The first spears of asparagus have arrived at the Capital Region Farmers Market!!! I have been waiting not so patiently for their arrival for weeks. It turns out they arrived two weeks earlier than last year. When I know it’s spring, I just think… asparagus. But I must be more patient and give the shoots a chance to develop into fully fledged spears.
For me, asparagus is one of the hallmark ‘buy local’ vegetables. Many Australians love it as much as I do, which has encouraged the supermarkets to ship it in from the other side of the world in the off season. This is not good. It means a drastic increase to your carbon footprint. Besides, we love what we can’t have. Since deciding to only buy locally grown asparagus, I appreciate it so much more when I can have it.
Choose asparagus that is plum and firm. You don’t want lank and wrinkly spears. Sometimes the tips can get a bit slimy too, you don’t want that. I used to choose stalks that were thinner thinking they were superior to the thicker spears. But this isn’t true. It won’t matter how thick the spears are on good asparagus. Likewise, there shouldn’t be a need to ‘peel’ asparagus spears.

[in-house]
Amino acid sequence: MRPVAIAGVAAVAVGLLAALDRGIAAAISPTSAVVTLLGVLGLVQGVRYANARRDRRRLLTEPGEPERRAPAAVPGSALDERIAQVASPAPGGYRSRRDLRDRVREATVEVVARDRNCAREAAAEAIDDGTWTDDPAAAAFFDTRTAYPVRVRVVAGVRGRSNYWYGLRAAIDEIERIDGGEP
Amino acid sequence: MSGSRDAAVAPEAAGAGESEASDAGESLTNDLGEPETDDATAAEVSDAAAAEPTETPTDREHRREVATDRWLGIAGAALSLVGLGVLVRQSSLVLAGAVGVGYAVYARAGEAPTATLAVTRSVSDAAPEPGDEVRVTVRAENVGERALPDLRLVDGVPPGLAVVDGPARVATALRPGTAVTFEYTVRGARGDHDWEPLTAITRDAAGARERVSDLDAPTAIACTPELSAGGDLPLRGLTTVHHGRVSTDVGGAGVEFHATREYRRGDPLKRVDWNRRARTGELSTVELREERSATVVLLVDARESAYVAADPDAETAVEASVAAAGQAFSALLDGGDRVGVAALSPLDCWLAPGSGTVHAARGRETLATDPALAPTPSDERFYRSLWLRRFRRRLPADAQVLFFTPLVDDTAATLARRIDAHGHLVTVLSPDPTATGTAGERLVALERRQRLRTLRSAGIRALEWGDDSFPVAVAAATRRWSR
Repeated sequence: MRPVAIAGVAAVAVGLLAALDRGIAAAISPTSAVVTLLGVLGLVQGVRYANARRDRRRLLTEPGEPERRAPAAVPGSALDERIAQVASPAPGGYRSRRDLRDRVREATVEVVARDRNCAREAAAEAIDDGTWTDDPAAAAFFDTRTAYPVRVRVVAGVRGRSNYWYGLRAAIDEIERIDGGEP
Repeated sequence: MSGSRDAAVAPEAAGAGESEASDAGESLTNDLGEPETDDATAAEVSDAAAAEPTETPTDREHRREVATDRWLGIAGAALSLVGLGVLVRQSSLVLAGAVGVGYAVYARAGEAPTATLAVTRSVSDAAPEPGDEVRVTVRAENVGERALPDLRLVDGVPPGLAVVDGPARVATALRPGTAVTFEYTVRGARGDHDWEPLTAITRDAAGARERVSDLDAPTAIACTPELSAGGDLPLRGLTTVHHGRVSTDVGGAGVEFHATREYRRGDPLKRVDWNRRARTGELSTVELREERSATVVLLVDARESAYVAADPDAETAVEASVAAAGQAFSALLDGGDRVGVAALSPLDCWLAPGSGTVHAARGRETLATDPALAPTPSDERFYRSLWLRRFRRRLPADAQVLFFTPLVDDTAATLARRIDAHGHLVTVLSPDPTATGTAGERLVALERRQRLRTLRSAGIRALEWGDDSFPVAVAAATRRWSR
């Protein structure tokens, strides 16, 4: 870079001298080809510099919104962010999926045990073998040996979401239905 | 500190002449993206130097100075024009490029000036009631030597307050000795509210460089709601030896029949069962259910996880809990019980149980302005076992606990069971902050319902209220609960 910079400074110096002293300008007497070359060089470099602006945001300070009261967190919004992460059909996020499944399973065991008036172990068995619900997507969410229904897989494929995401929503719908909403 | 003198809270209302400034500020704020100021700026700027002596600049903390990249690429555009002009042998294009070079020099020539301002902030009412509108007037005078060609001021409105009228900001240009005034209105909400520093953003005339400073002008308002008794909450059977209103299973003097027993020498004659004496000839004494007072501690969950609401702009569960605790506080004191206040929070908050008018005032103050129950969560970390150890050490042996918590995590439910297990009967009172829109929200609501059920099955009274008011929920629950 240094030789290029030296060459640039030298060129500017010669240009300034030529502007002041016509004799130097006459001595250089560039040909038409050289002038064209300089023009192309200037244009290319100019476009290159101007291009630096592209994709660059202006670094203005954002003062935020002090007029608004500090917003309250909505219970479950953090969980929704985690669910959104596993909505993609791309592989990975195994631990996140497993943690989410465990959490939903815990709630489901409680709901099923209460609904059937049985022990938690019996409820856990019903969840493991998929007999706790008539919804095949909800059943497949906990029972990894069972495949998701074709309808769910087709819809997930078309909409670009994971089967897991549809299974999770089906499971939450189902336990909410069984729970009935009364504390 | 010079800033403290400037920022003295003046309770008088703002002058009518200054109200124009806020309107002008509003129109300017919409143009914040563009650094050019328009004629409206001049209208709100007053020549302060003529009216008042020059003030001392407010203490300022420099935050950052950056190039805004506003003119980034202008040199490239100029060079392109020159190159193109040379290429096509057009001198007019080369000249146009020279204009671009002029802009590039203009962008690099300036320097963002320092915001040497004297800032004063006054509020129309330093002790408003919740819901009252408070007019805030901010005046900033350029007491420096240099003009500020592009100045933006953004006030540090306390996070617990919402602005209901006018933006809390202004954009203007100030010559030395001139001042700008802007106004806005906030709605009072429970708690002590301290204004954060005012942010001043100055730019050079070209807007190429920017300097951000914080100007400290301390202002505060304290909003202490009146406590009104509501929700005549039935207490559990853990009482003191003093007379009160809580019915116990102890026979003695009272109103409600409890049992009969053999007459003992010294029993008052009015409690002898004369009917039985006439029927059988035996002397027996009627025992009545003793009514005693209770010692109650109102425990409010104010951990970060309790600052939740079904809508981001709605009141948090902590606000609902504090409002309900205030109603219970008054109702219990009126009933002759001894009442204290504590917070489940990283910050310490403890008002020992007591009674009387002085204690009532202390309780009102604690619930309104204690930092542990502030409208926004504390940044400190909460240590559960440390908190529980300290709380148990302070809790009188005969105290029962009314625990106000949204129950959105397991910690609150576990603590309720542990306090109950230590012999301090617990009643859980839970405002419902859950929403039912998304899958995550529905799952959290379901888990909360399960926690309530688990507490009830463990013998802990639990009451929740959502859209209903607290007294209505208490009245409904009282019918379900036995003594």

What do you like to do with asparagus?
As a child there were only two ways we’d eat asparagus: blanched and served with melted butter, or blanched and served with hollandaise sauce. Both are divine. I am much more creative now though.
Asparagus is great chargrilled, or on the barbeque with some thick juicy steaks. During the week I pan fried a beautiful piece of lamb backstrap. I added a few spears of asparagus to the pan, cut at an angle, to cook in the pan juices and served them up as a lovely spring dinner. Asparagus is delicious dunked into soft boiled eggs, perhaps with some toast soldiers too. My most impressive asparagus dish was a salad with smoked trout, potato and balls of goat cheese rolled in dill. It was delicious and very pretty.